Thursday, February 26, 2015

Forever, Season 1, Episode 16: Memories of Murder

We have a woman setting up to meet someone, putting in lots of effort – when her phone rings. She’s hidden it and quickly snatches it up and argues with the person on the other end who apparently keeps calling her. The door opens and she drops the phone and apologises to the person joining her

And we cut to a crime scene in a dump by the river and her murdered body. Jo and Hanson snark (her crime scenes are always in nice places, his always dumps). Jo notes the woman’s clothes and hair are very 70s. Hanson and Joe continue to snark – they should snark more often.

Over to Henry and Abraham and Abraham digging up a lot of sentimental stuff from his attic which he doesn’t value very much (like bronzed child booties) and, much more poignantly, Abigail’s cookbook; Abraham quickly pulls back his “junk” comments. This brings us to this week’s theme and Henry’s voice over – nostalgia, remembering or forgetting the past

To the morgue and examining 70s lady’s body and Henry gets all Henry-ish about her perfectly period she is – not only looking 70s but using genuine 70s products, some of which are discontinued or banned. He concludes, with the photographs, that she’s the object of someone’s obsessive fantasy

Jo fills in Reece so we can have a bit more snark (more snark!) and then Henry and Jo go off to interview the dead woman’s, Sarah, room mate. Jennifer mentions how Sarah had changed, becoming secretive and obsessed with one class, dropping the rest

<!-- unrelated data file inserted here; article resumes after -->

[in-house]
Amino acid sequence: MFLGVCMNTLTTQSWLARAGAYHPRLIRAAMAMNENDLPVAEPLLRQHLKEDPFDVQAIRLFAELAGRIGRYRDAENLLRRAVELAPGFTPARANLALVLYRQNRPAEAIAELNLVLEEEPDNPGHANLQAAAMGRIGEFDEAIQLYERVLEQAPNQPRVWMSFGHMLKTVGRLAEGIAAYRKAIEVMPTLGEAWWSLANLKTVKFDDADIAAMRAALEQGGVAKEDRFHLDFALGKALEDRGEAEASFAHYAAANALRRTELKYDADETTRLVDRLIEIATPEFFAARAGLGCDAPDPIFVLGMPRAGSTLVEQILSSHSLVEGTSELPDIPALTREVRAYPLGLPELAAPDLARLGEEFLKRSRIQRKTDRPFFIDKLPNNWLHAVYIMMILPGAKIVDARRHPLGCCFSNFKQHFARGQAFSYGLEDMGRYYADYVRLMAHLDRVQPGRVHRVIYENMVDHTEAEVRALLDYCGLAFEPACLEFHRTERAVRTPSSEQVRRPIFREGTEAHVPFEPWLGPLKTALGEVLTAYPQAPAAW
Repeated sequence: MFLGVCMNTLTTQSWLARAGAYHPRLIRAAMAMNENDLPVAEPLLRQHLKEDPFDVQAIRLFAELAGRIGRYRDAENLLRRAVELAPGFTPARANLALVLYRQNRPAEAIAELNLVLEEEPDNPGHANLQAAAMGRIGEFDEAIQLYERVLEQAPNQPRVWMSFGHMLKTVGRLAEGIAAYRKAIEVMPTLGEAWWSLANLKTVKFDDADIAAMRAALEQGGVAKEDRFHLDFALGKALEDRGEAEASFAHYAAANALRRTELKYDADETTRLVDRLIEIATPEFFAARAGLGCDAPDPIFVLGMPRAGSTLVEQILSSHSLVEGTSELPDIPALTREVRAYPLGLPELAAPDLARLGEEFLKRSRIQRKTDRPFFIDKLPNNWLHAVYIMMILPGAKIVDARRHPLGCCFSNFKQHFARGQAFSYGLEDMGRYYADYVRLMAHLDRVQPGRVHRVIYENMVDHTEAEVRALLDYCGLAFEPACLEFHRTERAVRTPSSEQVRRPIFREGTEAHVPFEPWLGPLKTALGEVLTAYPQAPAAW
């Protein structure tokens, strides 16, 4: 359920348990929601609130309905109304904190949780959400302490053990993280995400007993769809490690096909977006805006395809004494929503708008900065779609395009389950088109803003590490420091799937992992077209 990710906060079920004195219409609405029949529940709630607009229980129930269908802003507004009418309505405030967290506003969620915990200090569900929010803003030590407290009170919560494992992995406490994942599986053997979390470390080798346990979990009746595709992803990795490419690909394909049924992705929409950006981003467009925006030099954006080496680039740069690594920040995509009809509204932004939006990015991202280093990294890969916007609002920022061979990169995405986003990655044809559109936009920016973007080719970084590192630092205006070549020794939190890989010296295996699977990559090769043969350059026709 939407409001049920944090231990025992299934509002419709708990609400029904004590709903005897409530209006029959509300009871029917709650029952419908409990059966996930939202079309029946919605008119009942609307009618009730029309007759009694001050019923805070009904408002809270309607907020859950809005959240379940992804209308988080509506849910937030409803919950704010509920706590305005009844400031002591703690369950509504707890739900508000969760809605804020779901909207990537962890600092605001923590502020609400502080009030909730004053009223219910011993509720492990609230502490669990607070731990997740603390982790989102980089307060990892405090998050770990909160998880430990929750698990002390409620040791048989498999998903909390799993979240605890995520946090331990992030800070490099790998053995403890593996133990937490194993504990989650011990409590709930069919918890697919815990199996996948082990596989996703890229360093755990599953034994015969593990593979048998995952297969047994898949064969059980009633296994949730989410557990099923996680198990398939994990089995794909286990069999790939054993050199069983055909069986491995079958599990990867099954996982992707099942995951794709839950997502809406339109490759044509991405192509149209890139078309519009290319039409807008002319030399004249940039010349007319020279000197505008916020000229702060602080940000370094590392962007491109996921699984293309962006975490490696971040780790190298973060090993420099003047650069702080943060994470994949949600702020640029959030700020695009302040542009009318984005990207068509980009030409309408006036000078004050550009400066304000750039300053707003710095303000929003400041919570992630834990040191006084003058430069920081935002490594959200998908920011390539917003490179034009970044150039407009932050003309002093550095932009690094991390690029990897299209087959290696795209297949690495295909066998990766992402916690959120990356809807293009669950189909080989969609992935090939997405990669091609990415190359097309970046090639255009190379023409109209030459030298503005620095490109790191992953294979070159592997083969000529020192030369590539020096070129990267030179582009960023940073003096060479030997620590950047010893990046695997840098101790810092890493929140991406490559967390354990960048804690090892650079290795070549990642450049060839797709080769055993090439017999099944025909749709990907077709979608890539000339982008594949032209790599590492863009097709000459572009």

To that course where there’s a lecture of sexual fantasies – led by Iona, Molly, professor Dawes; the dominatrix. Henry is full on I’m-going-to-be-professionaly-while-being-transparently-into-you.

They talk to her about Sarah and Molly tells them Sarah asked some advice about being in an unconventional roleplay relationship.

Lucas and Hanson examine the crime scene (and are actually kind of fun together) and get an address from some mail – so off Henry and Jo go and find a flat that’s a 70s time capsule. Complete with blood stain. There’s also an old polaroid, one actually from the 70s, of a woman who looks a lot like Sarah even wearing the same dress.

Time for some more Henry and Abraham moments – Abraham teasing Henry about his love life and a flashback to Henry and Abigail – but long after the war, when Abigail was no longer a young woman and Henry still looked young. Abigail was very self-conscious about what people would think seeing them together.

Back to the investigation and they find a video – an audition video – from Sarah to whoever was fantasising over her. Henry keeps pushing to have Molly involved which is kind of cute, especially with Jo being all knowing and indulgent over it. So consulting and flirting time and making the not particularly surprising conclusion that the fantasy is about recreating a memory – which has them analysing more details in the audition video and Henry’s mega-memory and experience suggesting a date and time.

They interview the man who rented the flat, Neville, at the time and he recognises the woman in the old photograph – his wife, Caitlin who died in 1981. He admits he was there when Sarah died – and even adds he might have killed her

Nah, too early in the episode. Questioning time and he confesses. Of course that doesn’t satisfy Henry. Jo guesses he’s prolonging the case to spend more time with Molly and suggests he asks her out – which leads to another flashback of Abigail being publicly humiliated by people assuming she was Henry’s mother.